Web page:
Steepish rolling hills through residential streets, with some enthusiastic young spectators. I possibly was going a little fast here, but things felt OK. I remembered that here was where I sped up last year, although I was a minute per mile slower then than now. Phew. Don’t run directly behind Diarrhea Girl. I hope for her sake she’s running the half. Pass her. Mile 12 – 7:52, Mile 13 – 7:33.
I reached the half in 1:39:32, A little ahead of plan, Perhaps there was a little too much stress at this point, but I wasn’t worried. Then a faster downhill mile. After we turned eastwards and began the gradual uphill, my pace slowed quite a bit. That’s OK, the second half is net downhill. Do NOT attack this hill, it’s two miles long! Mile 14 – 7:03, Mile 15 – 7:56, Mile 16 – 8:11
Things were going awry. I was falling behind schedule, to a degree that made a recovery unlikely given how I felt. The hill had indeed done some damage. But others were hurting worse. I was gradually gaining places in the field, which was very spread out now that the halfers were gone. From the crest of Haight Street, I zipped downhill for a few blocks, climbed again, then down some more. I was passing runners, but was too tired to make best use of these boosts. Looks like 3:20 is not going to happen today. Time for a new mindset. Lets try fishing! See that runner 50 yards ahead? hook him. Good, now reel in slowly, click click click… A little burst as I passed him, so he stayed passed. Catch and release. Think you can hook that next one? Sure, my imaginary casting skills are excellent! These little games were helping to stave off what I call Default Mode, where my gait deteriorates to an inefficient mess. A minor triumph: A guy who looked to be in my age group had passed me earlier and gone ahead until I lost sight of him. I came up with him again, and he ran close behind for a while before fading. Miles 17, 18 – 7:21, Mile 19 – 7:45, Miles 20, 21 – 7:34, Mile 22: 8:11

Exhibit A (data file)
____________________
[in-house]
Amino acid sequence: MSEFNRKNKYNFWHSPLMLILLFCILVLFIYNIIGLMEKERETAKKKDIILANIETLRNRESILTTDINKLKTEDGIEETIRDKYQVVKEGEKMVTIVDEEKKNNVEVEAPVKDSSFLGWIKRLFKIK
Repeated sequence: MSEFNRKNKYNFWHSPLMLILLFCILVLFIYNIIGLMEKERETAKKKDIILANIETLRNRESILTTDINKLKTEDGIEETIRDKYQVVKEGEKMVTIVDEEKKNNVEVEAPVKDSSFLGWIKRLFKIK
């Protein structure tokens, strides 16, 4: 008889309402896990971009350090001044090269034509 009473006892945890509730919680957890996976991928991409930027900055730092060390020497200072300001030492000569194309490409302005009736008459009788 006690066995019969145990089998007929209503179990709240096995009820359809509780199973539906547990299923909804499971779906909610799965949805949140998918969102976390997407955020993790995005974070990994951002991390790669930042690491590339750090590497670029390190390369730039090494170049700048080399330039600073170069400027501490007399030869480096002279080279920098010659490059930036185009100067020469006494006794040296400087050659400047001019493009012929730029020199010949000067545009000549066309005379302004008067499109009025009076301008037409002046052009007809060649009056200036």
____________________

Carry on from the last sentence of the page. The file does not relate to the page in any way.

And so it continued on the flat to the finish. Oddly, this section did not seem so long and tedious as last year, even though things were hurting by now. Just look at the runners… Oh, here we are at the ballpark already! Mile 23, 24 – 7:56, Mile 25 – 7:54, Mile 26 – 7:54
I must have kicked at the finish. I remember being completely out of breath, gasping with my hands on my knees. I was indeed adrift from my 3:20 goal, at 3:22:28. In retrospect, the goal was a bit of a stretch for this course. It’s not 10 minutes faster than Big Sur. Could I have run it better? yes, but not a whole lot. On the bright side, I was 10/265 (4.2%) in my age group, and 264/5036 overall (5.24%)